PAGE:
Federal Ministry for the Environment
Federal Ministry for the Environment
Lucas H.,York University |
Lucas H.,University of Lleida |
Fifita S.,Secretariat of the Pacific Community SPC |
Talab I.,Africa EU Renewable Energy Cooperation Programme RECP EUEI PDF. |
And 2 more authors.
Renewable Energy | Year: 2017
The Pacific Small Island Developing States (SIDS) are among the most vulnerable to the impacts of climate change. Besides, they are some of the most dependent on imported petroleum products in the world, the use of renewable energy (RE) can help minimize the economic risk associated with the price volatility of fossil fuels. The region is increasingly adopting renewable energy (RE) targets and policies. Successful examples of RE deployment in the Pacific SIDS exist; however, many barriers persist and prevent the use of the region's RE resources in a larger scale. Challenges for RE deployment in islands can be grouped in six categories: i) lack of RE data, ii) need for policy and regulatory frameworks, iii) scarcity of financial opportunities, iv) lack of human resources, v) costly infrastructure, and vi) socio-cultural impediments. Based on a survey conducted among main stakeholders in the region, within the framework of the Pacific Region Capacity Building Initiative of the International Renewable Energy Agency (IRENA) carried out in cooperation with the Secretariat of the Pacific Community (SPC), this paper identifies the specific characteristics of these challenges in the context of the Pacific SIDS, provide a qualitative assessment and identifies recommendations to overcome these challenges. © 2017 Elsevier Ltd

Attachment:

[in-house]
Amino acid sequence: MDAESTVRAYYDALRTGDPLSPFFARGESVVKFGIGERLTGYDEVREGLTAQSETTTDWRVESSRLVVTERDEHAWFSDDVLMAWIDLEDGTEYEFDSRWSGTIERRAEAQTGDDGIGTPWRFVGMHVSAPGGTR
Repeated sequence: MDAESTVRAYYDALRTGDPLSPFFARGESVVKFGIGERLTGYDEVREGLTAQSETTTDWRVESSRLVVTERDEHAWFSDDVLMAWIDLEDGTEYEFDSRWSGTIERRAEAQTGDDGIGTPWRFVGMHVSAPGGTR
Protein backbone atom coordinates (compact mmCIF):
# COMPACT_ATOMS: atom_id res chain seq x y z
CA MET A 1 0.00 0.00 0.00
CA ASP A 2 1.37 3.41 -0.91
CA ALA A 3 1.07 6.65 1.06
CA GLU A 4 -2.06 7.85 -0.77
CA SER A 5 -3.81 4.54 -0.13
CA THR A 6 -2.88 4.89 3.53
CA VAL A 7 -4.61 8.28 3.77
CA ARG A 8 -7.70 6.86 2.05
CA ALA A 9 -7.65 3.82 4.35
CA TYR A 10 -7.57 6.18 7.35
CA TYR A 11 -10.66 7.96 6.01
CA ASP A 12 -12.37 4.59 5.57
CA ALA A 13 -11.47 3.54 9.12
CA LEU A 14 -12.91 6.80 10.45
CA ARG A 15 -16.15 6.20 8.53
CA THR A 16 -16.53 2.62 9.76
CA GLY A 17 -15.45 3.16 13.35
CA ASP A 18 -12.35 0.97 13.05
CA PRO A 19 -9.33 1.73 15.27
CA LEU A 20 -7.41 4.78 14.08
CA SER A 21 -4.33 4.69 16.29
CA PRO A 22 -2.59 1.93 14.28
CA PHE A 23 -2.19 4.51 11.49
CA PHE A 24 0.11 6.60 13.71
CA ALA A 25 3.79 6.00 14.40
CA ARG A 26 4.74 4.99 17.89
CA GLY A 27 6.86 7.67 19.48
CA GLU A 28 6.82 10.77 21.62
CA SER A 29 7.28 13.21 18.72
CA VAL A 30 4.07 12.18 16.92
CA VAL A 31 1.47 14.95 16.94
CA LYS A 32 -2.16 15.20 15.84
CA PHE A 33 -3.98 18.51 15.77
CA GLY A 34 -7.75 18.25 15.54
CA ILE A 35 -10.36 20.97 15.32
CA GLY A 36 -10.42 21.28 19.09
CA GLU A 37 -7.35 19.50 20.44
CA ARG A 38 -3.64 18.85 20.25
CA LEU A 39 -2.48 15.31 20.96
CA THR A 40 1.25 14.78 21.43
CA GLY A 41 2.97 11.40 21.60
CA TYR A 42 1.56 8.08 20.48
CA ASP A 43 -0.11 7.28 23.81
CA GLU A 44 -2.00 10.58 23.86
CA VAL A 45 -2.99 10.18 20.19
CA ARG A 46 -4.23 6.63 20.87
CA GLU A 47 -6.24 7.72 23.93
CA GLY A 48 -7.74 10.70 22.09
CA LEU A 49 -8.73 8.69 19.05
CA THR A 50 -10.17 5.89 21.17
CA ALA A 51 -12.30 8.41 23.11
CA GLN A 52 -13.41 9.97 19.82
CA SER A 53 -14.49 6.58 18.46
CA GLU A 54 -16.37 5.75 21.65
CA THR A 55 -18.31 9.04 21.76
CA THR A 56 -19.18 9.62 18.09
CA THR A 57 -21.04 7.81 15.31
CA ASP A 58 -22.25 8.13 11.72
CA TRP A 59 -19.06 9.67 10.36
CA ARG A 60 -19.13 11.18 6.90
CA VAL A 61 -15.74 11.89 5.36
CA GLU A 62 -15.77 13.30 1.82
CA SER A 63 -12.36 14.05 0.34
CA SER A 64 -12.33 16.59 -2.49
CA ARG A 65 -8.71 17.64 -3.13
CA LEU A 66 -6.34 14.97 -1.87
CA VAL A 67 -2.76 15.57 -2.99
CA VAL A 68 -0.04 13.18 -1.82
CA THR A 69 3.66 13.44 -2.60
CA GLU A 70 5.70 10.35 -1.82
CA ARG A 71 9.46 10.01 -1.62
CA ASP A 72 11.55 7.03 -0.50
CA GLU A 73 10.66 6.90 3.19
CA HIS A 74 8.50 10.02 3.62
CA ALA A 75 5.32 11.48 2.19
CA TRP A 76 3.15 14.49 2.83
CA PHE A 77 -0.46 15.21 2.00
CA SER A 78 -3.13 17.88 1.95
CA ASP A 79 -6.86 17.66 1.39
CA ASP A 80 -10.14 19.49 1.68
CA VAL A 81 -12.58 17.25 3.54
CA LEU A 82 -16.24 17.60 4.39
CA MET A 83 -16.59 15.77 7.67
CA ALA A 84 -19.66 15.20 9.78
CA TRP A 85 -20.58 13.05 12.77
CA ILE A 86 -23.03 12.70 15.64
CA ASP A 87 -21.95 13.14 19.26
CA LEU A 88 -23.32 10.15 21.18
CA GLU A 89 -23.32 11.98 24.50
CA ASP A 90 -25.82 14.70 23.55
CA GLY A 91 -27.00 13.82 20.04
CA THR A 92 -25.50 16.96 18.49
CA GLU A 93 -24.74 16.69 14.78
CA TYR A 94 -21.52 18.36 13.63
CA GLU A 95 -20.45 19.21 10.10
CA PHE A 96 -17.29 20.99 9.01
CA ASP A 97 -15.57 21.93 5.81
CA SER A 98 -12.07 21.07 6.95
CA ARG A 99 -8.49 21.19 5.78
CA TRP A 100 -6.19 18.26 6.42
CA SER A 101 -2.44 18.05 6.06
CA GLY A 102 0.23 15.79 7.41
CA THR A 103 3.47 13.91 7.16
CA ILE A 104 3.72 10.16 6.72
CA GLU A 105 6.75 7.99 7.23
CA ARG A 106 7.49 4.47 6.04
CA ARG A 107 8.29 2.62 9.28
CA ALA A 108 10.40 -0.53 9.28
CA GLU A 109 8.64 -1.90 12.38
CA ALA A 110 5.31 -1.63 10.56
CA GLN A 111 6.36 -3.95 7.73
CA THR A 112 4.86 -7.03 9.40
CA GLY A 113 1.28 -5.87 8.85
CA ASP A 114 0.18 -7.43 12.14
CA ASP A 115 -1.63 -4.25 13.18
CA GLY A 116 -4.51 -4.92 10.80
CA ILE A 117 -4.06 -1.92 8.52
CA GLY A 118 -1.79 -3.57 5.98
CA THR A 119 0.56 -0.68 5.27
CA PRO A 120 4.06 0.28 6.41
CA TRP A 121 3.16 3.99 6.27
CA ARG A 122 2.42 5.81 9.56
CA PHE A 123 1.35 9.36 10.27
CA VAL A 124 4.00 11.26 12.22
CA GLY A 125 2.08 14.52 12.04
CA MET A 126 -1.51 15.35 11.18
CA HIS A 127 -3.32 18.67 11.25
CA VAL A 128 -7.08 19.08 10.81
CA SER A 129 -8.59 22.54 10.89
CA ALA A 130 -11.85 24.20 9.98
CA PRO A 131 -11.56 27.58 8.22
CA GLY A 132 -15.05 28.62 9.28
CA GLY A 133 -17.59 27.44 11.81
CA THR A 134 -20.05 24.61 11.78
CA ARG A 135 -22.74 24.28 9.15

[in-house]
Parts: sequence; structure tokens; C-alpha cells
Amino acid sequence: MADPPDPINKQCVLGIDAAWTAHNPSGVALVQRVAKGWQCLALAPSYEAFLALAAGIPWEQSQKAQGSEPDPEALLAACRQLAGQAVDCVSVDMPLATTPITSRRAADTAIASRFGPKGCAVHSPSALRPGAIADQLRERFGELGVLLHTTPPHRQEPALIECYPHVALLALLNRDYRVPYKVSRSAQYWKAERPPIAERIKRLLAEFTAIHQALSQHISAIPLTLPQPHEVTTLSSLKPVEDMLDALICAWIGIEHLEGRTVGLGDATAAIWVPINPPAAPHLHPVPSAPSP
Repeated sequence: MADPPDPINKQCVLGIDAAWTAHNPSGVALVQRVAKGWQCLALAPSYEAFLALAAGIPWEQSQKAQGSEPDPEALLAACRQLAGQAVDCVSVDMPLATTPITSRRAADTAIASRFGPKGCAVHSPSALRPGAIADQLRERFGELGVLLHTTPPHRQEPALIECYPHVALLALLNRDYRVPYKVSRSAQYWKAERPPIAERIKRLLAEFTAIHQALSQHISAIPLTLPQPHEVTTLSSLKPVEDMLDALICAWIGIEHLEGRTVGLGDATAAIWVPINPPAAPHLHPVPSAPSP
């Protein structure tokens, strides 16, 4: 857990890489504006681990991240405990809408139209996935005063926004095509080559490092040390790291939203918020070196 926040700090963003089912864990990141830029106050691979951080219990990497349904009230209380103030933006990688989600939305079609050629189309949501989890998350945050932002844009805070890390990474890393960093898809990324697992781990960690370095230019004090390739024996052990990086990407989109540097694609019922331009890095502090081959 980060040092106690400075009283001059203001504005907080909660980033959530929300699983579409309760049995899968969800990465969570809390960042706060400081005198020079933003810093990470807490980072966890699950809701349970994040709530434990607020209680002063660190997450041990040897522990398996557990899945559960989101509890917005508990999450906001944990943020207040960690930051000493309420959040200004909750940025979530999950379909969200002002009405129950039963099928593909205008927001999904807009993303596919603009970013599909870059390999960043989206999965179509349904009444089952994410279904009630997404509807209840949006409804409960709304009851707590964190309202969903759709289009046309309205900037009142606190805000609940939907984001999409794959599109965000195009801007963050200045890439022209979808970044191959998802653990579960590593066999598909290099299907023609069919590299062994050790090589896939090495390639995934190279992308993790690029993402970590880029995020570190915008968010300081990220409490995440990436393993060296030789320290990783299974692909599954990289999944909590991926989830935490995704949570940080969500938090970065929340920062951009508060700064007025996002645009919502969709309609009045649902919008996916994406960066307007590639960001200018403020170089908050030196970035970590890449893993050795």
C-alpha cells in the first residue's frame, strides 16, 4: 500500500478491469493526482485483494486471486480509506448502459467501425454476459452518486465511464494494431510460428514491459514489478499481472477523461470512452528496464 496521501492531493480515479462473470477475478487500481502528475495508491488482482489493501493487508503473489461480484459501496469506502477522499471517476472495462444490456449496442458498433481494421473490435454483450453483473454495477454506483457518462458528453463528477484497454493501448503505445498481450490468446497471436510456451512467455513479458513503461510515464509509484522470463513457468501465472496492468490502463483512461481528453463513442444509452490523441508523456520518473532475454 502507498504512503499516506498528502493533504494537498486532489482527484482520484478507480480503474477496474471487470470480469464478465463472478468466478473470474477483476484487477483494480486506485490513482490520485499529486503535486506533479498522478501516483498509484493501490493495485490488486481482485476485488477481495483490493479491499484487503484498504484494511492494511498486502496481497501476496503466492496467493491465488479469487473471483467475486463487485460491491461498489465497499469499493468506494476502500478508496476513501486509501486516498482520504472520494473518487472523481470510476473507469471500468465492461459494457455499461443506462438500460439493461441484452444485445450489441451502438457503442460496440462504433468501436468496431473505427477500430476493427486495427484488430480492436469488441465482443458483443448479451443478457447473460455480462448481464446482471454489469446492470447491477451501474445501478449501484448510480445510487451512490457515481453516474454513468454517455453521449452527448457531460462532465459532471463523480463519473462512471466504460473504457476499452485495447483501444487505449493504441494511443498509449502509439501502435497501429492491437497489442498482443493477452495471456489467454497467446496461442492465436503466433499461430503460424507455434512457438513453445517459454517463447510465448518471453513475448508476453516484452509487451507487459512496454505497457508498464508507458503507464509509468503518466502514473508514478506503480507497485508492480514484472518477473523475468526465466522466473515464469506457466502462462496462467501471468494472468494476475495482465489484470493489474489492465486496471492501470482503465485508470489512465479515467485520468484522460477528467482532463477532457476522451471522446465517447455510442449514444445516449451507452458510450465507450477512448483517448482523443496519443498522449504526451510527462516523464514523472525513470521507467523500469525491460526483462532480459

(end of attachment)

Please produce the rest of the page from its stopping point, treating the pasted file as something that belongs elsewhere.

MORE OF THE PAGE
Ngo H.N.,Vietnam Academy of Science and Technology |
Nguyen T.Q.,Vietnam Academy of Science and Technology |
Nguyen T.V.,Vietnam Academy of Science and Technology |
Barsch F.,Federal Ministry for the Environment |
And 2 more authors.
Amphibian and Reptile Conservation | Year: 2016
The Psychedelic Rock Gecko (Cnemaspis psychedelica) was recently discovered on Hon Khoai Island, Ca Mau Province, South Vietnam. Its striking coloration makes the species highly desired on the international pet market. Although public access to the Island is generally prohibited, a number of specimens were already illegally captured and internationally offered for extremely high prices. In contrast, the current wild population size and the extent of human impacts on the species remain unknown. The present study provides the first population size estimation using a capture-recapture method and evaluation of potential threats to C. psychedelica in order to assess its conservation status. While the wild population was found to be relatively stable and actively reproducing at time, we simultaneously recorded increasing habitat destruction, which might considerably affect the population of C. psychedelica. Thus, we herein provide recommendations for in situ conservation. Furthermore, we report the first record of C. psychedelica from another small offshore Island in Rach Gia Bay. © 2016 Branch.
PubMed | Health Canada, World Health Organization, Radiation and Nuclear Safety Authority, International Atomic Energy Agency and 12 more.
Type: | Journal: Radiation protection dosimetry | Year: 2016
The Global Health Security Initiative (GHSI) established a laboratory network within the GHSI community to develop collective surge capacity for radionuclide bioassay in response to a radiological or nuclear emergency as a means of enhancing response capability, health outcomes and community resilience. GHSI partners conducted an exercise in collaboration with the WHO Radiation Emergency Medical Preparedness and Assistance Network and the IAEA Response and Assistance Network, to test the participating laboratories (18) for their capabilities in in vitro assay of biological samples, using a urine sample spiked with multiple high-risk radionuclides (
News Article | December 7, 2016